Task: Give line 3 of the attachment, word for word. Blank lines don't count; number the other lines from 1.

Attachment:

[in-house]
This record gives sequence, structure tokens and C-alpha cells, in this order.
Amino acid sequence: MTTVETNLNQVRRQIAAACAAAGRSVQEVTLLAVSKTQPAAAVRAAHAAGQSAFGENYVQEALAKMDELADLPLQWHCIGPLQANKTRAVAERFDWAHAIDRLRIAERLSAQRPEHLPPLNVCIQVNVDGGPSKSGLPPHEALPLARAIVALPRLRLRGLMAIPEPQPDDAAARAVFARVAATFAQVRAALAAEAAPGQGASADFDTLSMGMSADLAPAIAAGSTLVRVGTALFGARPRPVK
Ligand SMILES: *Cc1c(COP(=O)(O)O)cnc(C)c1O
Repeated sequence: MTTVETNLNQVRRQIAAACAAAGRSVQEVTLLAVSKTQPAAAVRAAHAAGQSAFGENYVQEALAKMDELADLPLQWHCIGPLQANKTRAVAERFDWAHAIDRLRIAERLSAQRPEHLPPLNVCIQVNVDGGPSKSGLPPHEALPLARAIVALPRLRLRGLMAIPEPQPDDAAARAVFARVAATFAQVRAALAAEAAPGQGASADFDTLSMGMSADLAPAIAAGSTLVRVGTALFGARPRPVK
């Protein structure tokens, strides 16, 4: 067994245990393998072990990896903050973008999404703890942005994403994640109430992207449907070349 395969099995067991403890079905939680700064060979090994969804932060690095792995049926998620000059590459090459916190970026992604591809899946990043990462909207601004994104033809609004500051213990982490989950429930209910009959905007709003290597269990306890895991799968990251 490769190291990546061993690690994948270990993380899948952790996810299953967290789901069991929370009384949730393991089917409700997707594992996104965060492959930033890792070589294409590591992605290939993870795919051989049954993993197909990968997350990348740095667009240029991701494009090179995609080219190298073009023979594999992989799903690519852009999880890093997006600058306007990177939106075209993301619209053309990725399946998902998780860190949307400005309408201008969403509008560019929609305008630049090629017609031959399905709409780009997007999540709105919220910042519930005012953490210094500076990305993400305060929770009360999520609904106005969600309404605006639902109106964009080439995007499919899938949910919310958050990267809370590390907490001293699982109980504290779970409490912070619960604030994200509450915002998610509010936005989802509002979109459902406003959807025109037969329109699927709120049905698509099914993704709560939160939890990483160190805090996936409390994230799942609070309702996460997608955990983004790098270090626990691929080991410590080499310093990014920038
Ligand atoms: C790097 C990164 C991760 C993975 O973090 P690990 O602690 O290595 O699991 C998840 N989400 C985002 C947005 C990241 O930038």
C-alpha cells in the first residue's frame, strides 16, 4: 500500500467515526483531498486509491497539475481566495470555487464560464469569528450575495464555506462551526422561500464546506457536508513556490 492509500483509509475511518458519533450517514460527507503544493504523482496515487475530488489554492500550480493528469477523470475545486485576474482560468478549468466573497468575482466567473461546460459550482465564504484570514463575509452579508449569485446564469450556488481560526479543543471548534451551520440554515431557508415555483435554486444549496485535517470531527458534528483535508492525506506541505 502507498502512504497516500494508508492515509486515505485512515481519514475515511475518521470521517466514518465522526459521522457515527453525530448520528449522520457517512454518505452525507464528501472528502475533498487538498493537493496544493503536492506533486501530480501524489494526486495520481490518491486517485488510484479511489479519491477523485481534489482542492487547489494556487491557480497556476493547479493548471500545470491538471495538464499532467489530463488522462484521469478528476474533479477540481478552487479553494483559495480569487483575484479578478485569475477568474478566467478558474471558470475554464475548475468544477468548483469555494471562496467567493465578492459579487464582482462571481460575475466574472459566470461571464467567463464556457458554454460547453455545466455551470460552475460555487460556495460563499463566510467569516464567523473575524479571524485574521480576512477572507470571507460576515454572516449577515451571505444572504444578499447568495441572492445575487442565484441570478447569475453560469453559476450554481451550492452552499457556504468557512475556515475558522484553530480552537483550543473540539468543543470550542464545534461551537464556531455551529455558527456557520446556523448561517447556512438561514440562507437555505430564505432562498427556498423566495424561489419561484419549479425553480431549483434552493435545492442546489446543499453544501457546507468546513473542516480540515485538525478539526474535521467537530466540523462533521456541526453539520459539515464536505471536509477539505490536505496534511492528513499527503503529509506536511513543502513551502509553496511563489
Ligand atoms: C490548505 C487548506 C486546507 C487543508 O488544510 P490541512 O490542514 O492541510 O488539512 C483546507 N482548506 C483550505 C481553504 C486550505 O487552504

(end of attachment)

Amino acid sequence: MTTVETNLNQVRRQIAAACAAAGRSVQEVTLLAVSKTQPAAAVRAAHAAGQSAFGENYVQEALAKMDELADLPLQWHCIGPLQANKTRAVAERFDWAHAIDRLRIAERLSAQRPEHLPPLNVCIQVNVDGGPSKSGLPPHEALPLARAIVALPRLRLRGLMAIPEPQPDDAAARAVFARVAATFAQVRAALAAEAAPGQGASADFDTLSMGMSADLAPAIAAGSTLVRVGTALFGARPRPVK